Encouraging readers to share through blogs

To encourage at-risk readers and their families to use blogs for sharing reader response the first important idea is that the blog has to be user friendly.  If students are not shown how to use the blog and given time and practice in school, then most likely they will not use it.  Parents also need to be informed about how to use the blog.  This could be done through online tutorials or a session in which parents come in and learn first-hand how to use it.  At-risk readers can also be encouraged to use blogs by giving them choice in what they read and respond to and providing books that are of interest to them.  Teachers should start small and model with picture books and work their way up to more challenging texts.  The questions should also be scaffolded so that students don’t give up right away.  Blogging should be a classroom activity, not just something for at-risk students to single them out further.  I believe that the challenging part for at-risk readers is not getting them to blog, but getting them to read.  For that reason, teachers need to tune into students’ passions and interests and encourage, encourage, encourage!!

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2 thoughts on “Encouraging readers to share through blogs

  1. Hi Kimberly,
    I love the idea about parents learning how to blog through tutorials. I have access to a site filled with tutorials called Atomic Learning. I just got excited! =)

    I like your idea of having the teacher start with picture books. I think even if the teacher starts out reading a picture book whole group and then allow a few students to blog. Then share the blogs on a projector (with the students permission), and have students discuss how it’s going, what they like, or examples of how they could respond to each other. I agree about scaffolding the questions for the students. This is not only going to be a new process for the at-risk readers, but everyone in the class.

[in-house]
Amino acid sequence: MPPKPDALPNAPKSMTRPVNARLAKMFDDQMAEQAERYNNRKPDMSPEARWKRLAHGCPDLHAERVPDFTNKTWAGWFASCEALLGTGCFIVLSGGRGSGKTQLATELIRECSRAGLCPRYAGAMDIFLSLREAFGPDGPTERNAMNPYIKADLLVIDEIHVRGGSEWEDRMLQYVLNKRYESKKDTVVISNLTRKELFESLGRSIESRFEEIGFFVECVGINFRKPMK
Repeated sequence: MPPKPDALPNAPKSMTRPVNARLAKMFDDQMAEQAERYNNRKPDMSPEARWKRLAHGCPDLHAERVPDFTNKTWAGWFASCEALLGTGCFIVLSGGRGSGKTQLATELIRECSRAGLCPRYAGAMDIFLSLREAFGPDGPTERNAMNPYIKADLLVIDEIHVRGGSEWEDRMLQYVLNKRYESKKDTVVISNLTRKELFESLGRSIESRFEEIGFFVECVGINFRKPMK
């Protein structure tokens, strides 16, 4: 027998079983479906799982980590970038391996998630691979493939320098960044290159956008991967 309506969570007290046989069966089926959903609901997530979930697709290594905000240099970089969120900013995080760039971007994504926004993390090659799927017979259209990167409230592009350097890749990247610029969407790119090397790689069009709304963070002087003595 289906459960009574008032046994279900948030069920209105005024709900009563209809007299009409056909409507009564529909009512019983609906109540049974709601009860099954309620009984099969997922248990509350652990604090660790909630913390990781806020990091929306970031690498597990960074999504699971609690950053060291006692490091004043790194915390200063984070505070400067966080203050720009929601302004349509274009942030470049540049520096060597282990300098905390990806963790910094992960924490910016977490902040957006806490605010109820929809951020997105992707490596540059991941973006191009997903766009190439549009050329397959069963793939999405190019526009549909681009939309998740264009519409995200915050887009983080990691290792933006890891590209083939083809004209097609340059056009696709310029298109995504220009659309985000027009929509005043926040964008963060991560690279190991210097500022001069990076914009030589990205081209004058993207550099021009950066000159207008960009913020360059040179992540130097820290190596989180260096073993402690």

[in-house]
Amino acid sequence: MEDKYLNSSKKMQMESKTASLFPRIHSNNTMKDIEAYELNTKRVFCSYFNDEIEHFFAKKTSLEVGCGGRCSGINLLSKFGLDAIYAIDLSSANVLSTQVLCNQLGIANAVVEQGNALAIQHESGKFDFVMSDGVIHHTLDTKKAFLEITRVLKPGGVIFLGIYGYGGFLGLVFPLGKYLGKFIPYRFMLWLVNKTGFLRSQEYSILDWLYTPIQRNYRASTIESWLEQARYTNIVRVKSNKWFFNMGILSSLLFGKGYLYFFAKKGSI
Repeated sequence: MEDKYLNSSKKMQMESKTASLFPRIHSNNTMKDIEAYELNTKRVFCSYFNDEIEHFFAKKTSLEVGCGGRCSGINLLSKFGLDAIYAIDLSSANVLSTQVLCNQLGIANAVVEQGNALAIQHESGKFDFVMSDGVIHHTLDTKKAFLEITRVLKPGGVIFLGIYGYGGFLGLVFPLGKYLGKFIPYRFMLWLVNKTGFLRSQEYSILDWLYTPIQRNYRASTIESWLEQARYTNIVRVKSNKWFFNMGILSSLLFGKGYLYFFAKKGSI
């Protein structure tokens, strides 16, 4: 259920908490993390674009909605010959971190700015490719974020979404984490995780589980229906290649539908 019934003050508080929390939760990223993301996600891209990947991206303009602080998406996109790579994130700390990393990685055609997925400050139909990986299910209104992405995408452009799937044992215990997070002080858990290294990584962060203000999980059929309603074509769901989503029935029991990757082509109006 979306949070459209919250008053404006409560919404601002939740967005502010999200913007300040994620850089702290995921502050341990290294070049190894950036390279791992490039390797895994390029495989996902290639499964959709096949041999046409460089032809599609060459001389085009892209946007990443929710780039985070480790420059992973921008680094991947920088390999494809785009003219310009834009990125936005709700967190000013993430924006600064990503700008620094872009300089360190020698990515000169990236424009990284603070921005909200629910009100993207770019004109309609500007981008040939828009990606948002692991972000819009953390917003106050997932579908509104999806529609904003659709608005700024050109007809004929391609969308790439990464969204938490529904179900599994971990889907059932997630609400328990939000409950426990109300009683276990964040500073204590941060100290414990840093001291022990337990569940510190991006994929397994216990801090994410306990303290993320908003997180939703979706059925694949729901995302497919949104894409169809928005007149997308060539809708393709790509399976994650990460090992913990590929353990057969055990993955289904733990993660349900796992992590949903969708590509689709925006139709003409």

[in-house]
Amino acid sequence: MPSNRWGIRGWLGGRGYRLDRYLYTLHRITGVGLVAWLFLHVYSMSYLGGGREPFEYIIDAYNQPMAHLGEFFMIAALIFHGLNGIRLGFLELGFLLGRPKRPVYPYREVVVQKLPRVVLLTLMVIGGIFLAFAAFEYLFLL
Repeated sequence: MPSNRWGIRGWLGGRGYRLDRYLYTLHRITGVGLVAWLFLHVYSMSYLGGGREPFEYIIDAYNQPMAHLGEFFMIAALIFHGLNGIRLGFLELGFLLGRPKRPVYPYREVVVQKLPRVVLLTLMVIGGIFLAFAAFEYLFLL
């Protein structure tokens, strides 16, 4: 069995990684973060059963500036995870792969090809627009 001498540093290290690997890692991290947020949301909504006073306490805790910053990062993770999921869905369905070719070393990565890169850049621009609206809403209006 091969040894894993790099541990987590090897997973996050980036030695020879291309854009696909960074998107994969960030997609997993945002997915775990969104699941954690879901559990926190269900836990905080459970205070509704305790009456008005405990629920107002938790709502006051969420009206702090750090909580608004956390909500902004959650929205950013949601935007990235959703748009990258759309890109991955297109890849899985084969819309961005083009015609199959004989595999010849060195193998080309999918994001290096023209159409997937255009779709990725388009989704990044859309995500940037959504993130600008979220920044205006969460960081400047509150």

Lastly, I think you are right on when you wrote, “the challenging part for at-risk readers is not getting them to blog, but getting them to read.” Hopefully, the blogging aspect of this will help motivate and encourage them to read so they can get on the computer and have meaningful conversations with classmates.

  2. Your implication that blogging needs to be user friendly is dead on. Even though we are now living in a digital age, students and parents cannot just be thrown into blogging without being offered guidance and practice. I know that, even though I am a knowledgeable adult, I become incredible apprehensive when asked to use technology in an effective way when I’ve never used the application or program before. It can be a real turn-off. An idea that my teaching partners and I are trying this year is to create podcasts on how to use different forms of technology to help alleviate these anxieties. Our hope is that, by offering this support, students and teachers may feel less hesitant to be risk-takers with technology in further educational learning endeavors.

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